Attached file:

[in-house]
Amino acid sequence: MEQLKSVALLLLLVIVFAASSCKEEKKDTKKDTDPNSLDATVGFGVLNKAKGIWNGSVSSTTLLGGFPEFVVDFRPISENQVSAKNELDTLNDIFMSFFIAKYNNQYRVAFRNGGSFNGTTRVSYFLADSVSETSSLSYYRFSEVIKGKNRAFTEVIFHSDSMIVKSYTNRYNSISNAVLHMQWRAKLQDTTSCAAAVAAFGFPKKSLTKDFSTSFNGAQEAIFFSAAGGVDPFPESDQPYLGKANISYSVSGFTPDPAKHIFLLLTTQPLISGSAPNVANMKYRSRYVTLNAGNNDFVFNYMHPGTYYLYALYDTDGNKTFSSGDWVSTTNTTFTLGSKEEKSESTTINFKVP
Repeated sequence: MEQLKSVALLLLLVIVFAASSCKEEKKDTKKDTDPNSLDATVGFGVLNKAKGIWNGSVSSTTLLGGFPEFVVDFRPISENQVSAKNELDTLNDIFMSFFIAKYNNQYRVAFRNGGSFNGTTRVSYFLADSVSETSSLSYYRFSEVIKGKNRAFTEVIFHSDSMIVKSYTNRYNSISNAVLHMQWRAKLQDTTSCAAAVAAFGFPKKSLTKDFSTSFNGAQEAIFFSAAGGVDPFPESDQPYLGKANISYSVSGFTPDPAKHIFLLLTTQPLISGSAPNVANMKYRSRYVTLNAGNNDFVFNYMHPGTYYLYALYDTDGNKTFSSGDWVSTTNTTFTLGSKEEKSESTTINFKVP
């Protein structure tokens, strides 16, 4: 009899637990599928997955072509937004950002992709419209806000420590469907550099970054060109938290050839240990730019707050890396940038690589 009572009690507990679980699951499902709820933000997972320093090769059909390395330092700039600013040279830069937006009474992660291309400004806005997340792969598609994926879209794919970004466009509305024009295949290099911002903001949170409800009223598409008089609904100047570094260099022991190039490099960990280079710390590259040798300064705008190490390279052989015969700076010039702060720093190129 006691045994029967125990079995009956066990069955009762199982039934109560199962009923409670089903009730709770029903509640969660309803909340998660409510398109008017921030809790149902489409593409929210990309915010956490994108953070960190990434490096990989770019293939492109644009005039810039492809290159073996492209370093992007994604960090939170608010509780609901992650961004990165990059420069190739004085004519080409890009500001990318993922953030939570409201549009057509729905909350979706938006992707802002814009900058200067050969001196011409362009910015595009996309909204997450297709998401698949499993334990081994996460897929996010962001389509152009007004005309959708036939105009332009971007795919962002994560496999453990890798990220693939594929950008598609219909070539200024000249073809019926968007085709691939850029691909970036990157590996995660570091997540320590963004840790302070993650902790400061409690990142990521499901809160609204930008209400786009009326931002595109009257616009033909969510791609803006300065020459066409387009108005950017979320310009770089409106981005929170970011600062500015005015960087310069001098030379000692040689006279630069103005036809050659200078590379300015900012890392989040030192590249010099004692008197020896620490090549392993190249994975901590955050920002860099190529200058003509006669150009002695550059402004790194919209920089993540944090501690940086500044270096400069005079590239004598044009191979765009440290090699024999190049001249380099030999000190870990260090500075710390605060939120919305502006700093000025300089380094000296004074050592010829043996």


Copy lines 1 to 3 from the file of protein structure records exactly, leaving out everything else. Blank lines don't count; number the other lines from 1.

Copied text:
[in-house]
Amino acid sequence: MEQLKSVALLLLLVIVFAASSCKEEKKDTKKDTDPNSLDATVGFGVLNKAKGIWNGSVSSTTLLGGFPEFVVDFRPISENQVSAKNELDTLNDIFMSFFIAKYNNQYRVAFRNGGSFNGTTRVSYFLADSVSETSSLSYYRFSEVIKGKNRAFTEVIFHSDSMIVKSYTNRYNSISNAVLHMQWRAKLQDTTSCAAAVAAFGFPKKSLTKDFSTSFNGAQEAIFFSAAGGVDPFPESDQPYLGKANISYSVSGFTPDPAKHIFLLLTTQPLISGSAPNVANMKYRSRYVTLNAGNNDFVFNYMHPGTYYLYALYDTDGNKTFSSGDWVSTTNTTFTLGSKEEKSESTTINFKVP
Repeated sequence: MEQLKSVALLLLLVIVFAASSCKEEKKDTKKDTDPNSLDATVGFGVLNKAKGIWNGSVSSTTLLGGFPEFVVDFRPISENQVSAKNELDTLNDIFMSFFIAKYNNQYRVAFRNGGSFNGTTRVSYFLADSVSETSSLSYYRFSEVIKGKNRAFTEVIFHSDSMIVKSYTNRYNSISNAVLHMQWRAKLQDTTSCAAAVAAFGFPKKSLTKDFSTSFNGAQEAIFFSAAGGVDPFPESDQPYLGKANISYSVSGFTPDPAKHIFLLLTTQPLISGSAPNVANMKYRSRYVTLNAGNNDFVFNYMHPGTYYLYALYDTDGNKTFSSGDWVSTTNTTFTLGSKEEKSESTTINFKVP